Tag: neurodegenerative disease

Is Losing Your Sense of Smell an Early Sign of Dementia?

Is Losing Your Sense of Smell an Early Sign of Dementia?

Impaired olfactory function—a declining sense of smell—is associated with mild cognitive impairment (MCI) as well as Alzheimer’s disease (AD). A recent study reveals that olfactory functioning naturally weakens in healthy older adults and is impaired, in terms of odor identification, in people with neurodegenerative conditions such as MCI and AD.

New Directions for AD Treatment—An Update

The search for ways to prevent and treat Alzheimer’s disease (AD) has been a long and arduous process. Although progress is being made in many areas, years of research still have not produced therapies that can stop or reverse the steady advance of this mind-wrecking neurodegenerative disease.

Yet scientists are accruing

Making the Move to Healthy Fats

You read and hear a lot about dietary fats these days: Some are “good,” some are “bad,” and there are conflicting recommendations about how much is safe to eat. How do you sort this out when you’re in the grocery store, or it’s time for dinner?
“In a perfect case of

Is Dementia Hereditary?

Is Dementia Hereditary?

Your genetic background is responsible, at least in part, for your propensity to inherit certain medical conditions, including Alzheimer’s disease (AD) and other dementias. The more family members you have who are affected by certain types of dementia, including Alzheimer’s, the greater your risk becomes. So, strictly speaking, is dementia

Losing Your Sense of Smell Could Be an Early Predictor of Dementia

Impaired olfactory function is associated with mild cognitive impairment (MCI) and Alzheimer’s disease (AD). Olfactory functioning (sense of smell) declines in healthy older adults, and is impaired, in terms of odor identification, in people with neurodegenerative conditions, such as MCI and AD.
Previous studies have shown that neurodegeneration can affect brain

The Difference Between Alzheimer’s and Dementia

The Difference Between Alzheimer’s and Dementia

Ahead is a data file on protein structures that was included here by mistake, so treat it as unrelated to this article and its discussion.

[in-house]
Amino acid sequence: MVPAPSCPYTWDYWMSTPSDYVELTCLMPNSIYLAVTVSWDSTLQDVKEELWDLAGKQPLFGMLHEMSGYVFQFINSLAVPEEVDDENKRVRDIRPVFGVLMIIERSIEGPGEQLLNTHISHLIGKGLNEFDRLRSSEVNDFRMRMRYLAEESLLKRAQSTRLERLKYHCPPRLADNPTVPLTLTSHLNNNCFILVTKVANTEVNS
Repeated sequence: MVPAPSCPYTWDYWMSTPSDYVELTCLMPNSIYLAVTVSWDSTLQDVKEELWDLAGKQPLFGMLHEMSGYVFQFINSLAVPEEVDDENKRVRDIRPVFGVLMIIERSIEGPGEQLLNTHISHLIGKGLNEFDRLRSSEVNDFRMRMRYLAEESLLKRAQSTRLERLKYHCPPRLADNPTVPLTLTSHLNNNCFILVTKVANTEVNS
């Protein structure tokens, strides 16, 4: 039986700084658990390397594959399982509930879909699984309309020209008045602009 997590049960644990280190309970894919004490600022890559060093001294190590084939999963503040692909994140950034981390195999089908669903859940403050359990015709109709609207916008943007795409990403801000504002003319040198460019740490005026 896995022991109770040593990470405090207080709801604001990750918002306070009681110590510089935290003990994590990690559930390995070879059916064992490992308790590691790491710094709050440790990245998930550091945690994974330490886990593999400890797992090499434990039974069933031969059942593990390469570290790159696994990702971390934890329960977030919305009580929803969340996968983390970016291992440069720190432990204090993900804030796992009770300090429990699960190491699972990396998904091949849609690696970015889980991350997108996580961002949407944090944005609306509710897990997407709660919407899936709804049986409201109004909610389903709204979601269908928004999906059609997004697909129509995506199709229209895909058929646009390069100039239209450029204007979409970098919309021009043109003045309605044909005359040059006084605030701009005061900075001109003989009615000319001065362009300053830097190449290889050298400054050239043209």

The critical difference between Alzheimer’s and dementia is that Alzheimer’s is a specific disease and dementia is a term used to describe symptoms that can be caused by a number of different diseases, including Alzheimer’s disease (AD). So, the answer to the question, “Is there a difference between Alzheimer’s and

Dementia Types: Reversible and Irreversible Dementia

Dementia Types: Reversible and Irreversible Dementia

Various dementia types can be caused by medical or psychiatric conditions, among them high fever, vitamin deficiency, head trauma, or depression. These are the so-called “reversible dementias.” Other dementia types are irreversible and—if you’re wondering, “Is dementia hereditary?”—can be caused by family genes.
Let’s look at reversible dementias first. It’s important

3. Common Sleep Disorders

Sleep disorders can be caused by internal factors, such as medical problems, or by external factors, such as stressful situations. Some sleep disorders affect your ability to get to sleep and stay asleep, while others disrupt the structure of your sleep.
The most common sleep disorders by far are insomnia and

Lewy Body Dementia: A Common Disorder, Often Underdiagnosed

Lewy Body Dementia: A Common Disorder, Often Underdiagnosed

Lewy body dementia (also known as dementia with Lewy bodies, or DLB) affects up to 25 percent of individuals with progressive dementia in the United States, ranking second behind Alzheimer’s disease (AD). Yet most of us know little about this irreversible neurodegenerative disease.

Because early Lewy body dementia symptoms are difficult

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